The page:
7 Reasons CNC Manufacturers Should Perform Background Checks
January 27, 2016
As business owners and human beings we want to believe that the people we interview for jobs are telling us the truth about their abilities and experience. However, it’s wise to remember the Russian proverb that President Ronald Reagan often quoted: “Trust, but verify.”
Most of us do make an effort to check references and past employment. We may also feel that a technical person who overstates his or her abilities will soon be found out, so they’re less likely to lie and, therefore, our risk is minimal. Unfortunately, there are a number of other reasons to check into a potential new hire’s background:
Theft. According to a 2012 study by the Association of Certified Fraud Examiners, U.S. employees steal $50 billion each year and 27% of companies surveyed have seen increases in theft. Obviously, an employee who has access to cash and credit cards needs to be carefully screened. But what about workers who have access to expensive tools, manufacturing equipment, computers or the property of other employees? Then there’s another kind of theft we seldom consider: Intellectual property such as proprietary machining methods or processes, CAD drawings or critical customer relationships. A thorough background check may help identify applicants who have been dishonest in the past.
Illegal workers. The government holds business owners accountable if they hire foreign applicants who are not eligible to work in the U.S. Using the federal E-verify system and obtaining required documentation can help, but these only go so far and don’t take the place of thorough background checks.
Workplace violence. Although violence in the workplace is relatively rare, almost 600 people are victims of violent deaths in U.S. workplaces each year, and about 500,000 non-fatal workplace assaults are reported annually, according to The National Institute for the Prevention of Workplace Violence. Although a criminal background check can uncover previous arrests and convictions, checking with past employers may also uncover an unreported history of violent behavior.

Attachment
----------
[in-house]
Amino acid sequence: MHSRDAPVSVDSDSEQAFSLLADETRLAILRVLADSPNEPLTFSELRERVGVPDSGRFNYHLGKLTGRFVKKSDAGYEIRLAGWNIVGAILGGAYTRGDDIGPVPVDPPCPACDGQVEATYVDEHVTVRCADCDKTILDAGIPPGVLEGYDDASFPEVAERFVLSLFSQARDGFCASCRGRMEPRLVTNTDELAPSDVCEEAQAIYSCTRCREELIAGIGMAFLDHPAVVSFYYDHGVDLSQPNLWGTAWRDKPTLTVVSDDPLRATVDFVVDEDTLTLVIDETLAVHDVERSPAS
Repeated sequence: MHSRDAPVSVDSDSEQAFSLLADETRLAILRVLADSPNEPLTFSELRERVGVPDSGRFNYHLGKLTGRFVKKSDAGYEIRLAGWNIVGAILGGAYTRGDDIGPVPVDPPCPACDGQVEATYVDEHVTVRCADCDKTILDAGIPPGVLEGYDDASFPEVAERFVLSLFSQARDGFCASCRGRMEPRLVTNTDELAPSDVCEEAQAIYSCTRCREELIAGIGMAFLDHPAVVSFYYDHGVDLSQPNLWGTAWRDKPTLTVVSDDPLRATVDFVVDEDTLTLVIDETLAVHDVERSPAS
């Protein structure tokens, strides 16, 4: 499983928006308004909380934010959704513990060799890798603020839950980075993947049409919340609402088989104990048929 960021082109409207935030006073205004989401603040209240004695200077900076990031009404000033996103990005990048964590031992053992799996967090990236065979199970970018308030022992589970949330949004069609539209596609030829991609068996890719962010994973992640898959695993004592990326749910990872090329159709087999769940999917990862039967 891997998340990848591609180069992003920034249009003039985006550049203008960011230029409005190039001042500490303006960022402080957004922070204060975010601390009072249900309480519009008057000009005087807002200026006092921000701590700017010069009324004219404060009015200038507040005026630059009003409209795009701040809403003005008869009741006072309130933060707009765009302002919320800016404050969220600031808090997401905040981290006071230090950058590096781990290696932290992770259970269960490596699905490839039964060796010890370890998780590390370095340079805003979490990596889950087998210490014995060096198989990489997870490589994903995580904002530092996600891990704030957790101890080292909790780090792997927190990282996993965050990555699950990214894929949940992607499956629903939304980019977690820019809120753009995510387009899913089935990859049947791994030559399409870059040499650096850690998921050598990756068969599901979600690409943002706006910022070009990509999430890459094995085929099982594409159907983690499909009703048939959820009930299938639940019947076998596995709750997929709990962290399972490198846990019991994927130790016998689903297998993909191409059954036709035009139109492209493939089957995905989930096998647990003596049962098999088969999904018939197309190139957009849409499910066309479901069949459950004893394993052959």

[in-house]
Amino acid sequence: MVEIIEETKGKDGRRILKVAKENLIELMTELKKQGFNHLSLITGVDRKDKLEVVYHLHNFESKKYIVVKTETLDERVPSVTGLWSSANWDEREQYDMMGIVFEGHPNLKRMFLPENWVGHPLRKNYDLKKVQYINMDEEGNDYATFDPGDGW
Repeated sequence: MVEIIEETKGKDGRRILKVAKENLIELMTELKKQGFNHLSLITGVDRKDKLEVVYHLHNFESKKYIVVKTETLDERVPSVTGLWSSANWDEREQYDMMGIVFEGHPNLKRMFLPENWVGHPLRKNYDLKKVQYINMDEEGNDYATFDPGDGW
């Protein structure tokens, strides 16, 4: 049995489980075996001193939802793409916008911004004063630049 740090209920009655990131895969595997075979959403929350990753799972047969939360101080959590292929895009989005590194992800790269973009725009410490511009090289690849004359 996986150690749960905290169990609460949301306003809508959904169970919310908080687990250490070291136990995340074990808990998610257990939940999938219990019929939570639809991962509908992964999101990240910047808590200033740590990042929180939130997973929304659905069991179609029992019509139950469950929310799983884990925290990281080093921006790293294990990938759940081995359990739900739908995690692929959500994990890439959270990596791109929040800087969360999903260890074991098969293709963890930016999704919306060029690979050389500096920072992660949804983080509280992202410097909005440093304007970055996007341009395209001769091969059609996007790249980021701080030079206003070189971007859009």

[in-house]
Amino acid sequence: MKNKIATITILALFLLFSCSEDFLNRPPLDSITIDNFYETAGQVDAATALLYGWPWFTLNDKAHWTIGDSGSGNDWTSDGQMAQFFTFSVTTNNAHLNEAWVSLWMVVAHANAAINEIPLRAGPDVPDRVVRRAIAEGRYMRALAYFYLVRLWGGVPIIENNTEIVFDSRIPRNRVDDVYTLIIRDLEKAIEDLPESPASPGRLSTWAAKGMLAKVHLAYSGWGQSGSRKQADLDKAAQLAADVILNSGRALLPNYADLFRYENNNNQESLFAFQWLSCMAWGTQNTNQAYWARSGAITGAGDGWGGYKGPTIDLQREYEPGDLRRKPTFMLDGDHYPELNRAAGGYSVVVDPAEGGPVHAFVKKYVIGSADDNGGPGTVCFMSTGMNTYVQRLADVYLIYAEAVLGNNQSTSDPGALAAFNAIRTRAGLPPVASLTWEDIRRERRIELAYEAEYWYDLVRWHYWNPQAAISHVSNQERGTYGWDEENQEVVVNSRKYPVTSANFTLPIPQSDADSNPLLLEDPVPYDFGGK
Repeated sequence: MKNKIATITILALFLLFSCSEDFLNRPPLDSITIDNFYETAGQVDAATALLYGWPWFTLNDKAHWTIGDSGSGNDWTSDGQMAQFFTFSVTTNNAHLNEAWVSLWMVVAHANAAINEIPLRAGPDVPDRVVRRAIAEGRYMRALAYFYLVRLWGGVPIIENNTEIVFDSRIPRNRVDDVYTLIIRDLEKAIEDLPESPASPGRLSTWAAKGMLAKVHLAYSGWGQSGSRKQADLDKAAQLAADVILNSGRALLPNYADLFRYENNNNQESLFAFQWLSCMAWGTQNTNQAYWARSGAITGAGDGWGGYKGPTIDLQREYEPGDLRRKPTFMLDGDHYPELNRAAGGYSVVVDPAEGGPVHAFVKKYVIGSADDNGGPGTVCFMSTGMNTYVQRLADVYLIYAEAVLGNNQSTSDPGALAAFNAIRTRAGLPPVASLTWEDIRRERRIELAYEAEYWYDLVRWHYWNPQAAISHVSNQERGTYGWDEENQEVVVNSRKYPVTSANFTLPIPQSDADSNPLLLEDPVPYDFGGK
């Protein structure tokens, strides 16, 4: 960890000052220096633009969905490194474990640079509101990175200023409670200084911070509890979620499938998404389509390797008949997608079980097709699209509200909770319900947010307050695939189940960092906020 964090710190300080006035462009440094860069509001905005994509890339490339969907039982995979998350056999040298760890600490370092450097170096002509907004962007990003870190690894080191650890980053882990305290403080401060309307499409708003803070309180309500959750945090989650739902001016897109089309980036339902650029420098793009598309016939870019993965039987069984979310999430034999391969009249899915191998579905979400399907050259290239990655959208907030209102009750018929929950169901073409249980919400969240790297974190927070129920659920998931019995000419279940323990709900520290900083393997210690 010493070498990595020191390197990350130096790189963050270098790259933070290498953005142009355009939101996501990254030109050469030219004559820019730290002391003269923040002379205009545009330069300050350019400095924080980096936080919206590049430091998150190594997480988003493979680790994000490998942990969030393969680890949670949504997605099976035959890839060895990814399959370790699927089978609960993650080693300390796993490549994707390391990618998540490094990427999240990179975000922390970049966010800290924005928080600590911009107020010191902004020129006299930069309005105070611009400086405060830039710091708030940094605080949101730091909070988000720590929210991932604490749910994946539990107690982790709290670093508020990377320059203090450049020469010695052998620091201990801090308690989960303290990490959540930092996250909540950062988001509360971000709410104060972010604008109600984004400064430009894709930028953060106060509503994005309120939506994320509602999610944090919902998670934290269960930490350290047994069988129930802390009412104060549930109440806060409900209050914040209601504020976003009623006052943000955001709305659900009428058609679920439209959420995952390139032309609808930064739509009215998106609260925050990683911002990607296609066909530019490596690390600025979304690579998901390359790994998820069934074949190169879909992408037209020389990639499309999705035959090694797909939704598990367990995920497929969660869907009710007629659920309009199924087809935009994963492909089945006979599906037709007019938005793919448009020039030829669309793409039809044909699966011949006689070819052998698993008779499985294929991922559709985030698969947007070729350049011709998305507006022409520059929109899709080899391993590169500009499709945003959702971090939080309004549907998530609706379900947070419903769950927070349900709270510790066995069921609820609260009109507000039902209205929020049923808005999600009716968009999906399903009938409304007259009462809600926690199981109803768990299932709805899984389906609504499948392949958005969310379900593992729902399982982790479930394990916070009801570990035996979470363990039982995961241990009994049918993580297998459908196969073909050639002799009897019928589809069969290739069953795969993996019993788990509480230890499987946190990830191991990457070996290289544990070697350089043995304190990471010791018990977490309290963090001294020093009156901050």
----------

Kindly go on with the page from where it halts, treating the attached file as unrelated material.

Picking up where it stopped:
Drug use. Few situations are more dangerous than someone high on drugs operating machinery. Habitual drug users also tend to have poor attendance and overall performance records. Instituting a drug-free workplace policy that includes random drug tests can help head off potentially costly problems.
Sexual harassment. Employers are responsible for maintaining a workplace that does not tolerate sexual harassment of any kind. A background check may reveal if an applicant has been charged with sexual misconduct either in or out of the workplace.
Lost productivity. If a new hire brings any of the forgoing issues to the workplace it can cause undue stress on other workers and management that gets in the way of productive work. It can also result in lost time dealing with investigation, disciplinary actions, legal consequences and building a case for termination.
Liability. While the main reason for using background checks is to protect the business and its employees from the problems associated with a poor hiring decision, companies could also find themselves and their executives open to litigation if they fail to perform due diligence during the hiring process.
Thorough pre-employment investigations including official criminal background checks, verification of previous employment and job performance, and drug testing can save a company a great deal of trouble. There are no guarantees, of course, but you’re less likely to hire a problem employee if you do your homework. One word of caution: It’s important to establish and document specific background check policies and apply them consistently to everyone who applies for a job. That way every applicant is treated fairly and you can defend yourself against any charges of discrimination.